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Danuta Radzioch



Mailing address:

McGill University Health Centre
1650 Cedar Avenue, Room L11-218
Montreal H3G 1A4
Office phone: (514) 934 1934 x44516


danuta [dot] radzioch [at] muhc [dot] mcgill [dot] ca

Link to Pubmed












Research interests

Our studies have utilized a very well-defined system of genetically determined differences in host response to bacterial infections. The analysis of the molecular basis of macrophage activation for effective bactericidal function requires access to homogenous cell populations of defined genetic background. We have made very significant progress towards this goal by the generation of macrophage cell lines from mouse strains which carry either the Nramp1r or Nramp1s allele, and from Nramp1-knockout mice, and by detailed biochemical comparison of these cell lines. Among other subjects, we have been investigating the basis of the differential expression of MHC class II proteins in macrophages derived from the mouse strains carrying the resistant allele of the Nramp1 gene compared to the macrophages that do not express this gene. We have found that the expression of class II transactivator CIITA is impaired in the latter macrophages due (at least in part) to a differential phosphorylation of STAT1¦Á protein in macrophages activated with IFN¦Ã. We have also been studying the mechanism of MHC class II gene expression modulation in macrophages infected with bacteria (Mycobacteria, Pseudomonas aeruginosa) and bacterial products (endotoxins, exotoxins, bacterial wall components). We are also studying the genetic basis of differential response to pharmacological activators that can help to defend the organism against infection with Mycobacteria. The ultimate significance of these studies lies in the usefulness of the results that may help devise a better rationale for therapeutic management of infections with Mycobacteria, including M. bovis, M. major and M. tuberculosis.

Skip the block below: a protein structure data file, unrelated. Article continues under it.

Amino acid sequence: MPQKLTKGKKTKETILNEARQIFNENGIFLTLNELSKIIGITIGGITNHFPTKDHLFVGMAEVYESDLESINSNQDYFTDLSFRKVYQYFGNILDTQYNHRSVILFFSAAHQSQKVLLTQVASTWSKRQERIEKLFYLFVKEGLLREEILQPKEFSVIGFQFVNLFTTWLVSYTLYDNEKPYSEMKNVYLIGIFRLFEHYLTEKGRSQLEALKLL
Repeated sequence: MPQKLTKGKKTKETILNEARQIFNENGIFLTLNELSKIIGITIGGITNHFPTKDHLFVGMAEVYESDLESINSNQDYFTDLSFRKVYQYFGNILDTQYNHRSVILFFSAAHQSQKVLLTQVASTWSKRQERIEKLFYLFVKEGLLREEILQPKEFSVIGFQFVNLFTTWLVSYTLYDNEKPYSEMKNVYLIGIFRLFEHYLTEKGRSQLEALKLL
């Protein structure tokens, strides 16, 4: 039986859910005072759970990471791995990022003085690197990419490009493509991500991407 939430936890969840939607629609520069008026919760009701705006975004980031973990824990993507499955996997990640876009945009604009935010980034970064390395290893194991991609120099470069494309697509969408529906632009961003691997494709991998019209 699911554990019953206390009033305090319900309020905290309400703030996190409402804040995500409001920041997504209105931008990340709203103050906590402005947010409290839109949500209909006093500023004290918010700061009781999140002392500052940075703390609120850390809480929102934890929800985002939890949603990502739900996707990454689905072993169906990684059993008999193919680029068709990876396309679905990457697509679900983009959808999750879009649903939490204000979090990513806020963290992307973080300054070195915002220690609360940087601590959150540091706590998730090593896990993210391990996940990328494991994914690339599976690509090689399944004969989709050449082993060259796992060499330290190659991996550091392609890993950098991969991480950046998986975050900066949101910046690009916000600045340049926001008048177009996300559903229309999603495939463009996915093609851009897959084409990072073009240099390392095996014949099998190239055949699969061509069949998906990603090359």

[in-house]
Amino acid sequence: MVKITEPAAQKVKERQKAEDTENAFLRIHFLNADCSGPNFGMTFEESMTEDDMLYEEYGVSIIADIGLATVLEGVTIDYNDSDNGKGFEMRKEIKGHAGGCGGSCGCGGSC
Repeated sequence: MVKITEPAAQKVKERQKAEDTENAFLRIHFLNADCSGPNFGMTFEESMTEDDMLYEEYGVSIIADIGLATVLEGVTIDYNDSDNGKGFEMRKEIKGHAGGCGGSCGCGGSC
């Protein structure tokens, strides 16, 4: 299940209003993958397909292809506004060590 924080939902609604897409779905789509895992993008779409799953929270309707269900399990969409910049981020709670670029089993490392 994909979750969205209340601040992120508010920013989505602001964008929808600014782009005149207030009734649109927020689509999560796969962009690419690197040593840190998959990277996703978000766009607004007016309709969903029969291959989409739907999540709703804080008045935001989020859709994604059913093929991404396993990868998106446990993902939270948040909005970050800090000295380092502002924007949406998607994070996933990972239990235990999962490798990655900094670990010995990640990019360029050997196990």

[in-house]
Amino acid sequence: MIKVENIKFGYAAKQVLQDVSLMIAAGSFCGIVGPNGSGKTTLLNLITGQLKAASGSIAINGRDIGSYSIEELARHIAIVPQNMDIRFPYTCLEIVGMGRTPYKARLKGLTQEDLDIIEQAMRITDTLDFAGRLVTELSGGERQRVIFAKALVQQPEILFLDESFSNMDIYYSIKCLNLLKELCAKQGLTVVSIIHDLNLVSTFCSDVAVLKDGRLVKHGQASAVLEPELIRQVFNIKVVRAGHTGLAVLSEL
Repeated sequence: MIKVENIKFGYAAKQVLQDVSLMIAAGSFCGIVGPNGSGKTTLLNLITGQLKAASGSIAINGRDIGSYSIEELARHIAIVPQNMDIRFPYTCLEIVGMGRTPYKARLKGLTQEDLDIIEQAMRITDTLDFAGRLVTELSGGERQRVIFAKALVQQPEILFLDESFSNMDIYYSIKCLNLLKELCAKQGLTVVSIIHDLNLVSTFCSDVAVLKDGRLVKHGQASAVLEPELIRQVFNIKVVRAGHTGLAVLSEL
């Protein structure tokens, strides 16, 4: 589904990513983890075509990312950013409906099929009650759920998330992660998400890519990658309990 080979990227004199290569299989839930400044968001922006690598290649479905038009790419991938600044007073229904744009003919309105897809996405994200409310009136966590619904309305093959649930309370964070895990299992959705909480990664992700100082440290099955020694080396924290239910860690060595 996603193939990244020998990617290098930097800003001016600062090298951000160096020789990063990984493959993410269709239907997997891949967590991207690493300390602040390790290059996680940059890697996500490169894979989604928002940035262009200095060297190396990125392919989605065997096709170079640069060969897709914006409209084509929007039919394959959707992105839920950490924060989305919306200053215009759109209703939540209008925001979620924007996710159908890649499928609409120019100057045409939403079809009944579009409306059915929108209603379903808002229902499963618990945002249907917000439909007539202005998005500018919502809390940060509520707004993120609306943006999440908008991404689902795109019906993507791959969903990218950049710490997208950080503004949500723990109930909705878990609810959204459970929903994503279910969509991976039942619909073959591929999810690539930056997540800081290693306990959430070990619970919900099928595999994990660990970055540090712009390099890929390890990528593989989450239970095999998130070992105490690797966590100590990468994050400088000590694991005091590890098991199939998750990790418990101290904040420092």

A substantial amount of effort of the laboratory is also devoted to studies of the mechanism of post-transcriptional regulation of TNFa gene expression in macrophages. We focused our studies on the interactions of TNF¦Á mRNA with macrophage proteins, likely mediators of this post-transcriptional control. We found and mapped a novel region within the 3'UTR of the TNF¦Á mRNA molecule that interacts with macrophage RNA-binding protein complexes. We have cloned several of these proteins and we are studying their role in the regulation of TNF¦Á mRNA stability, transport and TNF¦Á protein translation in activated macrophages.

Finally, we hypothesized that TNF¦Á is overproduced in the lungs during chronic infection with Pseudomonas aeruginosa and it is responsible, at least in part, for the increase in bacterial load and mortality in C57Bl-CFTR-knockout mice. The major objective of these studies is to characterize the regulation of TNF¦Á and its role in modulating inflammation during bronchopulmonary infection with Pseudomonas aeruginosa in CFTR-knockout mice. Knowledge derived from the proposed studies will be important for the development of novel therapeutical strategies for cystic fibrosis.

Departmental affiliation

Division of Experimental Medicine; Department of Human Genetics

Accepting students from

Division of Experimental Medicine; Department of Human Genetics